- Ballroom: Footwork, poise and grace. Know the dance you about to execute and keep dancing through the mistakes if any. Choose who leads and follow well.
- Boardroom: Process, leadership, execution. Know what methods you will execute, and refine through the mistakes if any. Choose who is the leader and support them.
Now that we have the analogy and the framework set, let’s dive into why I am writing this post. It’s time for the sexes to stop fighting in the dance, both metaphorically and in reality. Lean in by Sheryl Sandberg starts a dialog. But for all the words there will be actions. What has stalled the equality movement is the required shift in roles and a perception of the Zero Sum Game, a good counter point is found at this link as well. It is a zero sum game unless we work to change the game!
In 50% and equality I start another dialog around roles and culture. It’s not enough to appoint women to a board seat here and a management role there when a man who had that job has no role to move into. There has to be a balance, a far more dramatic shift then simply appointing a woman to power.
When I was in third grade, we were all shown square dancing in public school. (Amazing to think about in todays world). I will never forget the day my teacher evaluated us after some lessons and suddenly asked me, “Would you please dance the part of a girl”. I was shocked. I asked, “Why me?” I pleaded with her not to do it. She simply said, “you are the best dancer, so it should be no problem for you to learn the other part.” Resigned I did so. I was ridiculed by everyone of the boys. They would never let me forget that class until I left that school system. The girls, while kind, did not care for me playing with them. So, by one simple and obvious action, my third grade was in shambles.
First, if a women leads, then make corresponding roles and systems for men to follow. Show them the steps and outline how they can challenge stereo types without fear. Stop reverse social repercussions. A woman who leaves the workforce to raise a child can to be accepted back into the workforce, no questions asked. A man who chooses to be a stay at home dad faces potentially career ending choices. Ask any man or woman who interviews new employees these simple questions.
- How do you address gaps in working histories?
- What do you think the social impact is of a man taking 2 – 5 years out of his carrier?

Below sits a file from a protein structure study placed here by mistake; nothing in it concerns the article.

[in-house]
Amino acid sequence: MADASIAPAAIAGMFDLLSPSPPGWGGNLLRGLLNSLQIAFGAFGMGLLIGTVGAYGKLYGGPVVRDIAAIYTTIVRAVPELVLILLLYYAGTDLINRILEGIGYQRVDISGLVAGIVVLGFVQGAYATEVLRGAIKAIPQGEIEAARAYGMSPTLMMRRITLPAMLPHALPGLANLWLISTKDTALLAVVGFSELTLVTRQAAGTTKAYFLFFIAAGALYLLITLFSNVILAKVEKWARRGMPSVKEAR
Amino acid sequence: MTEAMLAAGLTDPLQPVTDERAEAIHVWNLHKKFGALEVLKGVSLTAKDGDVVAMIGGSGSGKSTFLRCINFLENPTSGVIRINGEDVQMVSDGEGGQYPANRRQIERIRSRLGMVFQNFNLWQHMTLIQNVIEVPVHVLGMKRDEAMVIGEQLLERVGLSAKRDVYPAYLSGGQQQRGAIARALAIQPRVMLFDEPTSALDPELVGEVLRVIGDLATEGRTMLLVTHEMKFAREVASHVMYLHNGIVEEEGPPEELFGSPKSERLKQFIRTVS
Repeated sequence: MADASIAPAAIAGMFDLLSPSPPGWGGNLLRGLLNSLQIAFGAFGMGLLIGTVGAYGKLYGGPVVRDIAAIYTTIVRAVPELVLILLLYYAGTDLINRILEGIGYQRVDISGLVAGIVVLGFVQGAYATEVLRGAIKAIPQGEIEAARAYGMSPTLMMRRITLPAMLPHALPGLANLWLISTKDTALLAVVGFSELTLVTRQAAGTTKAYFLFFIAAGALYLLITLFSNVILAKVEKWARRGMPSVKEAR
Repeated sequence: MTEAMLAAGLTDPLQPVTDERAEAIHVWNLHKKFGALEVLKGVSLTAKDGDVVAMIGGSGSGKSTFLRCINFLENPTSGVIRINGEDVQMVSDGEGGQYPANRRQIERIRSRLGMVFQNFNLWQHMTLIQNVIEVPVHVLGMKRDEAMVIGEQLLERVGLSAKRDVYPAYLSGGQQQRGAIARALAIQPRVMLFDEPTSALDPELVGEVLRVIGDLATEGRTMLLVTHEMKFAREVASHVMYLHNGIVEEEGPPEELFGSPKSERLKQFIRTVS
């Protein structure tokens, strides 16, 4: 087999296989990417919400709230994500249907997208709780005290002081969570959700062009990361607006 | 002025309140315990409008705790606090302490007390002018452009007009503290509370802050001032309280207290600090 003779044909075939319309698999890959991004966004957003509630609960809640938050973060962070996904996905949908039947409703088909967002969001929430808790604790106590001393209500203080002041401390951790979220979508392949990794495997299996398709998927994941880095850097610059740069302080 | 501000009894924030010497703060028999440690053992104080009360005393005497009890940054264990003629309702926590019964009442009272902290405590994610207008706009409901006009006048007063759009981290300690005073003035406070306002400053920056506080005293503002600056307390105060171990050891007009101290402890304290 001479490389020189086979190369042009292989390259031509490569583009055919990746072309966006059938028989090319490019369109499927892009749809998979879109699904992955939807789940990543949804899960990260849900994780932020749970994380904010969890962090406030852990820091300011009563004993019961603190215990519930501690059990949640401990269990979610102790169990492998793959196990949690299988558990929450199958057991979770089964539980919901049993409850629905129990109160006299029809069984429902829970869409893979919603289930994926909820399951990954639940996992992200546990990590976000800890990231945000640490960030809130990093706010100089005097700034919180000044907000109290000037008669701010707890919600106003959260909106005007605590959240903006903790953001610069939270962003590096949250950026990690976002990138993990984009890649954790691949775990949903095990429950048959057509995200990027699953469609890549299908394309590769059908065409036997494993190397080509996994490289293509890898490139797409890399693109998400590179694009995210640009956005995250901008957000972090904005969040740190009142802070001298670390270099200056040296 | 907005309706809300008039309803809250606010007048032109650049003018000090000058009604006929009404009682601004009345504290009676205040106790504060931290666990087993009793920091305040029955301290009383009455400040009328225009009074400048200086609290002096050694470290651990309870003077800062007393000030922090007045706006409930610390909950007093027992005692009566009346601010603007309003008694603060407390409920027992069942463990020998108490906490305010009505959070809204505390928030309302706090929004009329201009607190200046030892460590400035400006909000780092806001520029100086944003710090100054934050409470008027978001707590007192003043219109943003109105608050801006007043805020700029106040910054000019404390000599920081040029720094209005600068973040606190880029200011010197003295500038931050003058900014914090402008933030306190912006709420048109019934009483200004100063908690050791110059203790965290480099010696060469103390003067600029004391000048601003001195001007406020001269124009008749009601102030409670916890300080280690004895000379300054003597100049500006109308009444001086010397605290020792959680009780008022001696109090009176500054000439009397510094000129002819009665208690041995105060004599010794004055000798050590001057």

- If a man says he is a stay at home dad, what questions race through your mind? (I am sure this is a long list)
This is a huge problem that Lean In and the new movement fails to address. Check out this article on stay at home dads. This single issue could derail the entire discussion. I contend it has been a head wind against this movement all along. One might reason a new culture will “work this out” after women are making the rules and changing the game. Frankly, I would not wish that on my son or daughter. They are just about to start careers and suffering through decades more of this debacle suits no one. The process of change has to be well articulated and truthful today.
Here is what I propose. Lean in all you like, as on long as you help men lean back. As I said in my equality post, create a new dance. Create a new dance hall. Create new boardrooms and change the zero sum game that is currently being fought while learning how to bring new opportunities online.
In fact, I propose this is a competitive advantage for any economy adopting this strategy. Why? Because if enlightened men can bring women to the table and create new pies to share, new roles and rules will be built in. Women need to start more new ideas and men need help them grow companies, divisions, etc. Change is coming so lean back while they lean in men. Focus on how to make new pies with women and share in the opportunity. Think of the economies that exclude women. Wouldn’t this put them at a disadvantage? Is this a strategic defense issue today for western culture?
Build new ballrooms, don’t try to convert all the old ones by walking in and demanding men follow in a Window Waltz. Most women don’t know how to lead in a dance. More so if they are highly proficient in following. The largest danger is leaning in women disenfranchise the good followers while coming to power. This will create it’s own backlash, if it hasn’t already. It is widely acknowledged that women bring new ideas, fresh products and solid employee relations to the table. Let’s see that happen with as clean a slate as possible. Build new boardrooms like ballrooms and teach everyone how to play the other role without tripping over one another.
I would like to thank Cindy Chien for the inspiration to write this series.